Darkness at Noon by Arthur Koestler

I was glad to finally get around to this novel. I wish I read it back when I was in high school in the 80’s (alongside Nineteen Eighty-Four, A Brave New World, Crime and Punishment) as Koestler’s novel examines the communist state and an apparatchik mindset. On the other hand, by waiting until now I was able to read the new English translation from a recently rediscovered original manuscript written by Koestler in 1940.

While the name of country is never mentioned, Koestler makes it clear the novel takes place in the Soviet Union in the 1930s during Joseph Stalin’s premiership. Koestler was inspired by the show trials of Nikolai Bukharin and other Communist Party officials accused of crimes against the state that took place during the Great Terror, ending in executions for all of the accused. In those public trials, Bukharin confessed guilt to crimes he likely did not commit and thereby leant credibility to Stalin’s purges and iron fisted rule.

Darkness at Noon has an appeal to me because my interest in the history of this time period. The more I study the late nineteenth century and early twentieth century, the more I see the walls of the structure we dwell in today. Russia’s communist experiment is one of the pillars, permeating the history of the era, its consequences shaping our world, and its impact living on in our imaginations. Rubashov’s imprisonment and execution is certainly not a tragic story on a character level; rather, it’s a microcosm in the monstrous tragedy of Russian and international communism.

Nikolai Salmanovich Rubashov is one revolutionary old guard that won the civil war and founded the communist regime. After years of service to the state Rubashov falls victim to a purge and is arrested and imprisoned. A true believer, the novel recounts formative experiences in Rubashov’s life after the ascension of Number One, the Stalin figure who leads both the party and the state. As a member of the party’s elite Rubashov brought about a trail of misery: denouncing (and perhaps betraying) hapless Richard for straying from party propaganda by telling the truth; denouncing Little Löwy’s dockworkers’ cell for opposing Russia’s sale of oil to fascist Italy, leading to Little Löwy’s suicide; testifying against his secretary and lover Orlova leading to her execution. Rabashov’s interrogations reveal his arrogance, perhaps due to both his intellect and status as a revolutionary and civil war hero. Although a devout socialist, his “sin” was being a contrarian who spoke his mind too often, failing to demonstrate blind loyalty to Number One. His conversations with Ivanov prove a shared generational mindset: patriotic believers in socialism but realists who know Number One is ephemeral and leadership eventually changes–so it was best to get along to go along.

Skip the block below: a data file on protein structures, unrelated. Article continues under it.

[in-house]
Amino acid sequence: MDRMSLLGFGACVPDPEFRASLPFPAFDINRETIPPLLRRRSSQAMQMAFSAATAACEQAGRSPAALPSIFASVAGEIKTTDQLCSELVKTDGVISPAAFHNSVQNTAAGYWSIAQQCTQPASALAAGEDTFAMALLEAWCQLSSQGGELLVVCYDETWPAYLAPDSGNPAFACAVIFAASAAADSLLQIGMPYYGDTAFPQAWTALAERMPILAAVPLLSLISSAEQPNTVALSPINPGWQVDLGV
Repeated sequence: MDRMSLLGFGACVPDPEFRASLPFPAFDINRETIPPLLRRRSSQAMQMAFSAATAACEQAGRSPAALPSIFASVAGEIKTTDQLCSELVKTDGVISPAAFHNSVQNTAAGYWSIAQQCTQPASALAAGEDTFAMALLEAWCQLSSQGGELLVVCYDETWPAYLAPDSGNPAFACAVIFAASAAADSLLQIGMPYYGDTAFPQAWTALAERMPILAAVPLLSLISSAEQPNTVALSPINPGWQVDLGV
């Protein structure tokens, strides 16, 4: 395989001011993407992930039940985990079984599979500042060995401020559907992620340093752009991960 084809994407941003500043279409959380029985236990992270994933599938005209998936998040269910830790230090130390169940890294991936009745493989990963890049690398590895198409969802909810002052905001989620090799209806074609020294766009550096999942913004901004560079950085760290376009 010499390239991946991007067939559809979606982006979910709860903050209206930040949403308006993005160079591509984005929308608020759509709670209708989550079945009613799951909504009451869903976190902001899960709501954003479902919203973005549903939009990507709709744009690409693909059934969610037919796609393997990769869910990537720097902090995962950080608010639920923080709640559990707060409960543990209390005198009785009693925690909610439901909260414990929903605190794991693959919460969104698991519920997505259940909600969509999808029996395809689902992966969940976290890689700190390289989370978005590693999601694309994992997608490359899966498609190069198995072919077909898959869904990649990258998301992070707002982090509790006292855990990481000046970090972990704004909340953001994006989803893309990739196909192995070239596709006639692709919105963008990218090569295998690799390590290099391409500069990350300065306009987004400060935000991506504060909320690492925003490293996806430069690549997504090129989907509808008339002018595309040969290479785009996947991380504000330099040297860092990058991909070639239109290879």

Ignoring the advice to “die in silence,” Rubashov decides to capitulate and take Ivanov’s deal to confess to false charges and thereby avoid execution. He comes to this decision after taking two weeks to apply his rationality and reflect on civilization and its historical processes, applying Marxist reasoning to write a new political treatise on the “political maturity of the masses.” In doing so Rubashov makes intellectual justifications for Number One’s communist dictatorship and its brutality, and thereby supplies himself with a rationale to confess and submit to a show trial. However, unfortunately for Rubashov by the time he decides to cooperate, Ivanov has also fallen victim to Number One’s purge and has been executed. Officer Gletkin, symbolic of the brutal, younger generation with no memories of the Czarist era, takes over the interrogation to secure Rubashov’s confession to charges that would lead to his execution.

Koestler’s brilliance was to make Rubashov a somewhat sympathetic character, an old man trapped by intellectual ideas that justified his role in creating and leading a totalitarian state. Knowing his execution is inevitable, Rubashov reasons he will further the righteous cause of state socialism and its workers’ paradise if he confesses to the false charges and takes part in a show trial. He allows himself to think history will eventually reveal his heroic service to the cause. After the trail, Rubashov accepts he is going to die, but in his final days he questions his life’s work and the limits of the strict rationality he has always lived by. He considers the importance of the “oceanic feeling” of individuality and the the need for a moral system that goes beyond the economic fatalism of the Marxist dialectic. He goes to his execution questioning his life’s work and wondering what he had to show for it.

Needless to say Rubashov is anything but a heroic figure, and in the end his execution feels more like euthanasia. Though falsely charged, ultimately Rubashov faces justice by dying under the cruel system he helped create. His journey is internal and only in the end does he start to ask the right questions.

 

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